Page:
What Does A Client Really Want From A Professional Coach?

David Krueger MD

This question came up in a discussion with some coaches I am training. The obvious answers include understanding human dynamics, strategic planning, playing a bigger game, a good return on investment, an accountability partner, a secret weapon in business.

But for the coaching engagement to really make a difference for the client, to go beyond expectation, I believe it takes something more and different.

The role of storyteller and listener unfolds on the shared lap of the coaching relationship. Part of the experience of story making is the feel, the safety, the trust, and the ambiance of connectedness. The resonance of voice as well as words with a knowing receiver. As Lily Tomlin said, “He listened with an intensity most people have only while talking.”

What, I believe, clients want from a Professional Coach:

* Unselfconscious participation in serious work, and sometimes in play

* To understand their metaphors as the symbolic language that expresses the hidden wisdom of the unconscious

* Acceptance of praise without embarrassment or deflection, so that we can give it back to its creator as a self-statement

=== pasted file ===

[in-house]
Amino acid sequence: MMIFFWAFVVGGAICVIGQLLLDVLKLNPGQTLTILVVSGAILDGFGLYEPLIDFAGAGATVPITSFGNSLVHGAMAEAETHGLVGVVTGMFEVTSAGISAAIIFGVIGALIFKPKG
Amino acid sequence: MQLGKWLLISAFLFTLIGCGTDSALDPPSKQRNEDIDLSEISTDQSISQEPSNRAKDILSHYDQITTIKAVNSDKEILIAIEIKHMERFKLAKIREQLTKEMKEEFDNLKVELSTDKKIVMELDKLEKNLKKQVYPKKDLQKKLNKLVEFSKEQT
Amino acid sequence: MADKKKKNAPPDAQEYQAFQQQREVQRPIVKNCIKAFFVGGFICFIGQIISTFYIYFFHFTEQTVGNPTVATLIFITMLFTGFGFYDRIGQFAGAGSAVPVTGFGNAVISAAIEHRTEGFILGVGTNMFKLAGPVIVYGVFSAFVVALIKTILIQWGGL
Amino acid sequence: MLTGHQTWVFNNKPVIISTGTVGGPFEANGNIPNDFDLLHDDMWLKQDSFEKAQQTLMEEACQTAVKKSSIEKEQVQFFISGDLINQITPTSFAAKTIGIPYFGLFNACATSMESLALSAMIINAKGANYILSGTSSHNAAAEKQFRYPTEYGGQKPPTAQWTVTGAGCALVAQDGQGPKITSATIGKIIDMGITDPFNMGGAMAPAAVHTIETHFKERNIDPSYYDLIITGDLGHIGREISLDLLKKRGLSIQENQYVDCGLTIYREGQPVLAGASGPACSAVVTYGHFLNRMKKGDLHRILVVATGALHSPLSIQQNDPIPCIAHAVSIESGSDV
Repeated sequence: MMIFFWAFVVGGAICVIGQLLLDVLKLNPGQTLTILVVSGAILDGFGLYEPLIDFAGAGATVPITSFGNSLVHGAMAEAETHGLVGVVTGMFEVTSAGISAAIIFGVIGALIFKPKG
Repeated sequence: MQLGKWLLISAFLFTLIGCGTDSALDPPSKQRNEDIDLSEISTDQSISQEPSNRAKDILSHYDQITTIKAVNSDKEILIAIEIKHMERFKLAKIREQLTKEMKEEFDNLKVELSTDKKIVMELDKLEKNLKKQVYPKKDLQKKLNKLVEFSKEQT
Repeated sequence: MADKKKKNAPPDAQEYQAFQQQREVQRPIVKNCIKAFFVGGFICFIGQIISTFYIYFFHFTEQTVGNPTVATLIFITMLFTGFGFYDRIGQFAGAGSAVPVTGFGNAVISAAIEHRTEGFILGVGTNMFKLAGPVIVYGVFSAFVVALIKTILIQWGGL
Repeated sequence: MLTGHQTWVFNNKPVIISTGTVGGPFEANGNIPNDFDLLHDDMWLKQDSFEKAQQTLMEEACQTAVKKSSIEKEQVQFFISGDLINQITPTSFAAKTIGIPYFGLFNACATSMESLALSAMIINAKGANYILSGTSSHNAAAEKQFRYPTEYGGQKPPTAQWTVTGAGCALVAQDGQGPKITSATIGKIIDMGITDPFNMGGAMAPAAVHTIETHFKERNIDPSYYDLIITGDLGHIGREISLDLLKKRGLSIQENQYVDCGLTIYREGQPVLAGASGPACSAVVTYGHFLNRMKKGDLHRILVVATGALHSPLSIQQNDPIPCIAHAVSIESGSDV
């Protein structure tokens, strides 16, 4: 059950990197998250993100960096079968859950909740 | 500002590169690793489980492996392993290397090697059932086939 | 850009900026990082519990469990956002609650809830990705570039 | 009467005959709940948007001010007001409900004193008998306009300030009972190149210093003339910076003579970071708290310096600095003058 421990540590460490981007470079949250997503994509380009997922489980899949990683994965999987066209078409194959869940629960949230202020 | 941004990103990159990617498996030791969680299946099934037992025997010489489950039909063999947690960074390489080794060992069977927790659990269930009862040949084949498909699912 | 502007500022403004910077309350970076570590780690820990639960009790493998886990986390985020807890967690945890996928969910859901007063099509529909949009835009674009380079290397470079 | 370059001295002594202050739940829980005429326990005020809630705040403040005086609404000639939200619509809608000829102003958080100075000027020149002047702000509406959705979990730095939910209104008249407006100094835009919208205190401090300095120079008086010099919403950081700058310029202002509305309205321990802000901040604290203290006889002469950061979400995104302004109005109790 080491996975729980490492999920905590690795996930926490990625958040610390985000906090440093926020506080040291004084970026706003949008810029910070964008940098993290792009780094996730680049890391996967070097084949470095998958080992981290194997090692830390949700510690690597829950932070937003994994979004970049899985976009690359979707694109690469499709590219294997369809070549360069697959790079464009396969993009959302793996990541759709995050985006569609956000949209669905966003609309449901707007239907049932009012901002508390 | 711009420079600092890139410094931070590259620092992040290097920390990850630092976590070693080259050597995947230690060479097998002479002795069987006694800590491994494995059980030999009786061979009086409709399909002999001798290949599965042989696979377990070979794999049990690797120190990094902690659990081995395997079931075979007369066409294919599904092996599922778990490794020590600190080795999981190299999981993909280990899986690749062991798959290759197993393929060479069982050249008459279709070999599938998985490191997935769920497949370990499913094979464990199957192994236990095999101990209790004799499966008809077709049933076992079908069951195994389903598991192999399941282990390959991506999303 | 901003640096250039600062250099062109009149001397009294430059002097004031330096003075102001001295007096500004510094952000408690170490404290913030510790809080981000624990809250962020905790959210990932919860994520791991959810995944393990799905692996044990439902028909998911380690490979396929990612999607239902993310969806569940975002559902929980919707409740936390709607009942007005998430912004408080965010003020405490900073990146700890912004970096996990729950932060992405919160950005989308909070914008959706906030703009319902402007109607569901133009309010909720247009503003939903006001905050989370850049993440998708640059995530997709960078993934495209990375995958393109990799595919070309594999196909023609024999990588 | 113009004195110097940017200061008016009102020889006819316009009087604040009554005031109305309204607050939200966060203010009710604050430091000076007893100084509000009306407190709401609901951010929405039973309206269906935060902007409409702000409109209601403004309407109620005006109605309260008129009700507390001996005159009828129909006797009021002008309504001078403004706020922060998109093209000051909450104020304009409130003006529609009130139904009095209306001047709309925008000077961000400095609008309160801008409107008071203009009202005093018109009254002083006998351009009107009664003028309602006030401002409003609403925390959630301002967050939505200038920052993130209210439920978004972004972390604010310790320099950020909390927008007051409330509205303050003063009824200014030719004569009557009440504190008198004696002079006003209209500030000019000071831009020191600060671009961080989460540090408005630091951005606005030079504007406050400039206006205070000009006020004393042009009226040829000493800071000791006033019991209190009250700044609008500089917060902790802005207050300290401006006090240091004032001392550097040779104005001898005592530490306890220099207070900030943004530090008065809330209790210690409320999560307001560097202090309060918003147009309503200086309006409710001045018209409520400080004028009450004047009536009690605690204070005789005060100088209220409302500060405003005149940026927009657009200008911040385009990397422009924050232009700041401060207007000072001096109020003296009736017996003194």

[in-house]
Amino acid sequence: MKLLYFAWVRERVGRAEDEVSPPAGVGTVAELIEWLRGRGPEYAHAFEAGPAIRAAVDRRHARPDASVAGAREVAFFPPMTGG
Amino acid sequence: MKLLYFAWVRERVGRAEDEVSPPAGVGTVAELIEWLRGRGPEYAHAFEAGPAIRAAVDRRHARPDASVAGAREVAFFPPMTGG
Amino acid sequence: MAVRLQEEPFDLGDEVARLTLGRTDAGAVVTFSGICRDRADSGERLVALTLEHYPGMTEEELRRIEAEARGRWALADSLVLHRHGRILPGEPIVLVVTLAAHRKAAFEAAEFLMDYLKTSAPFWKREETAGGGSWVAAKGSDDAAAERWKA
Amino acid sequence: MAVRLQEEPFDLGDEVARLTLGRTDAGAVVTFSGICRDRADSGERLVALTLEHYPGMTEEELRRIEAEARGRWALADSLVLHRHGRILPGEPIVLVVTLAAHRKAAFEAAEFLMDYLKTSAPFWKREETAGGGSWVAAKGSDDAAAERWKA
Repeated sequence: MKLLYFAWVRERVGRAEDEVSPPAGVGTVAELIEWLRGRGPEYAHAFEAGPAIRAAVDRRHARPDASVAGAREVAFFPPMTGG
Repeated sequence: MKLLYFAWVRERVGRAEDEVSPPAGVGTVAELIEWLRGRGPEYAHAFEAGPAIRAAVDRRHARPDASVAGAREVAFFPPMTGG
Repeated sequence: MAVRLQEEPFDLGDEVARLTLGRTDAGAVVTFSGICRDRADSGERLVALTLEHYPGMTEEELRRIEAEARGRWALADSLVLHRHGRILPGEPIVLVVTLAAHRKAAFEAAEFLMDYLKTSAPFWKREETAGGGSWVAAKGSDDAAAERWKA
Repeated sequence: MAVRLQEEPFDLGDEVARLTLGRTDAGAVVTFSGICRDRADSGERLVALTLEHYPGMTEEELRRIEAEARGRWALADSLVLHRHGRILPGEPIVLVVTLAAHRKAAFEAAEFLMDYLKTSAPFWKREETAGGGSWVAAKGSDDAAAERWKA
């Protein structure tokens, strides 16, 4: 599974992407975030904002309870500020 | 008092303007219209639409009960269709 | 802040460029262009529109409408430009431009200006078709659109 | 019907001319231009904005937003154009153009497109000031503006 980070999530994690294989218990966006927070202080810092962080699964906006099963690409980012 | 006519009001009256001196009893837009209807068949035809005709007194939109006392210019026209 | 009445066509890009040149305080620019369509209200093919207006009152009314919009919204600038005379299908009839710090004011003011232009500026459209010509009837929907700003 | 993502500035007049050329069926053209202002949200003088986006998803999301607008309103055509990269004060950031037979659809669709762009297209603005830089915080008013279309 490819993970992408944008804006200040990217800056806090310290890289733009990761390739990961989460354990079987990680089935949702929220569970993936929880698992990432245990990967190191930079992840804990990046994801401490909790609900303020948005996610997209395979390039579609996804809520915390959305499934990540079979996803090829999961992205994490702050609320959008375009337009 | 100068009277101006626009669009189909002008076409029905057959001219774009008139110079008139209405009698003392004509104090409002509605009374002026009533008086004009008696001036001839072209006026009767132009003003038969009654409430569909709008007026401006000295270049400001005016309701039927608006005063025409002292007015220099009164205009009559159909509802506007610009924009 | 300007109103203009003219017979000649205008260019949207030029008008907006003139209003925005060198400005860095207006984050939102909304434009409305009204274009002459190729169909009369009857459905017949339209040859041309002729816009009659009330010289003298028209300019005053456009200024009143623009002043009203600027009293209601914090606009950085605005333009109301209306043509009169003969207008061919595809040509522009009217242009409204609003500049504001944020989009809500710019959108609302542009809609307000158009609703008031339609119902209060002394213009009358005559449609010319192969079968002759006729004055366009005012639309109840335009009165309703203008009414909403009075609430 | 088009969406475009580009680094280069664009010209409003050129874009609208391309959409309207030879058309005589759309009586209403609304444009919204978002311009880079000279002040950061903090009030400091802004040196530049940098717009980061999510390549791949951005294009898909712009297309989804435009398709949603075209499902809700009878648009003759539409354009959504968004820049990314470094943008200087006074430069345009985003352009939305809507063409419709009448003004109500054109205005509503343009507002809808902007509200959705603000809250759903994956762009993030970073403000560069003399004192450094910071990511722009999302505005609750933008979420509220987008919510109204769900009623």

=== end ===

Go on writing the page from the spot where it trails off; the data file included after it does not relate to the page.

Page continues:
* Empathic resonance with his or her feelings, without taking anything personally, to never lose sight of the client’s perspective and best interest

* To hope that we see the self the client hopes to become, and focus on the evolving new story that sometimes gets obscured from the client’s view

* To see a thought, a feeling, or a behavior as an answer to a question its creator has not consciously dared to ask

* To recognize the silent intent embedded in the compromised result; to see the possibility camouflaged in the frustrating process

* To hope that the coach will not be awkward, self-conscious, or say anything that would distract from the client’s flow and focus

* To believe in the client until the client teaches both of us why

This architecture of trust silently forms while you talk about other things. The co-created new story gives oxygen to hope, highlights the relief and release of new experience, and pushes creativity to full flight.

A strategically informed new experience includes the formulation of a new model in which to understand and incorporate those changes.

Old stories have to be mourned. And along with them, the self left behind. No matter how ready someone is to change, to give up a long-practiced habit is like saying goodbye to an old friend. Julia Cameron said it beautifully in The Artist’s Way: “I’m astounded that I could let go of the drama of being a starving artist. Nothing dies harder than a bad idea.”